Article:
Putin risks pushing U.S. and Turkey back together

By supporting lethal attacks of Syrian government forces on Turkish soldiers in the northwestern Syrian province of Idlib, Russian President Vladimir Putin risks pushing Turkey and the United States reboot ties, foreign policy expert Tom Rogan said in his commentary in the Washington Examiner.

"The Trump administration senses an opportunity to rebuild the relationship with our NATO ally after years of disagreement over Turkey's evolving relationship with Russia,” Rogan said on Tuesday, citing U.S. Secretary of State Mike Pompeo’s tweet on Monday that wished condolences to the families of the Turkish soldiers killed in Idlib and his move to send James Jeffrey, U.S. special representative for Syria, to Ankara for talks over the escalating situation in Syria’s last rebel-held bastion.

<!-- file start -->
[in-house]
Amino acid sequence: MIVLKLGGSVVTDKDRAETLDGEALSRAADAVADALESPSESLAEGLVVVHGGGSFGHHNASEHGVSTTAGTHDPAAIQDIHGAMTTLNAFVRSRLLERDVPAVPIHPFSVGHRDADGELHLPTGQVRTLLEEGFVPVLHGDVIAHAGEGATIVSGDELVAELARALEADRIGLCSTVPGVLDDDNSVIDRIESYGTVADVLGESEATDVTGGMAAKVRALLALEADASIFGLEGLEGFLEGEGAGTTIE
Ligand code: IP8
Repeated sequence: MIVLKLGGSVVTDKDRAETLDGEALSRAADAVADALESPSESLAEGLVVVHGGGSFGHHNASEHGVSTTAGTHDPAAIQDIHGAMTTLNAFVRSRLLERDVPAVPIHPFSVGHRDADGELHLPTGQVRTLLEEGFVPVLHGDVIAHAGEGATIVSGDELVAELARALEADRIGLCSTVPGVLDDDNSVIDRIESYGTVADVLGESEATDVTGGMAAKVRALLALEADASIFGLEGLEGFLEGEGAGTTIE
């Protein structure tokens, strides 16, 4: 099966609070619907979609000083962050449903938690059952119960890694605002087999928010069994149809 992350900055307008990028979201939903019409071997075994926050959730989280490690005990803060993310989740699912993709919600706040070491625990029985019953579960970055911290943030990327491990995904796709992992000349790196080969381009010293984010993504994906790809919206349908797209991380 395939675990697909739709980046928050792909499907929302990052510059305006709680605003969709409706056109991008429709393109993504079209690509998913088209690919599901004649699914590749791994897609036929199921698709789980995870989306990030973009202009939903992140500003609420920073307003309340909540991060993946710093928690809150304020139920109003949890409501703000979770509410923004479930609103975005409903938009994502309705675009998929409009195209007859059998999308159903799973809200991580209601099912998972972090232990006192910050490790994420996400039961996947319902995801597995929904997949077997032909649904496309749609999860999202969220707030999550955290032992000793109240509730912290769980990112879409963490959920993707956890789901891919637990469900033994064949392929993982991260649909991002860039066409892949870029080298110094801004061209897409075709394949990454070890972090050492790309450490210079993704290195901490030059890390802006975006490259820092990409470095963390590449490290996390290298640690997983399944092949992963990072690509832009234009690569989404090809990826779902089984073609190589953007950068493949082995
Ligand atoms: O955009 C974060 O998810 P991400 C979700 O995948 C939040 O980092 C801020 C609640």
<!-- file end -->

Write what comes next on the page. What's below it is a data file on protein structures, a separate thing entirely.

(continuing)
Turkish President Recep Tayyip Erdoğan over the last month repeatedly asked Moscow to honour the terms of a 2018 deal over Idlib that aimed establishing a demilitarised zone in the province to prevent an attack of Syrian President Bashar Assad’s forces on the province which is home to 3 million people.

But the Russia-backed Syrian government launched an offensive in Idlib in April saying the deal failed in containing jihadi fighters in the region. In recent weeks, Syrian forces advanced to areas in Idlib where Turkey has 12 observation posts and 13 Turkish soldiers were killed in one week by Syrian forces’ shelling.

“The Turkish leader is thus both furious over Putin's betrayal and embarrassed at having been played,” Rogan said. “He's learning that there's no such thing as a Putin partner, there's only a Putin puppet.”

The escalation in Idlib will continue in near future, the analyst said. “But considering Turkish anger and the broader tactical context (the United States will almost certainly have shared intelligence material with Turkey indicating Russia's deliberate effort to kill Turkish personnel), Putin may have to back down here.” 

“From Putin's perspective, undermining Erdoğan's relationship with NATO is of critical strategic value,” he said.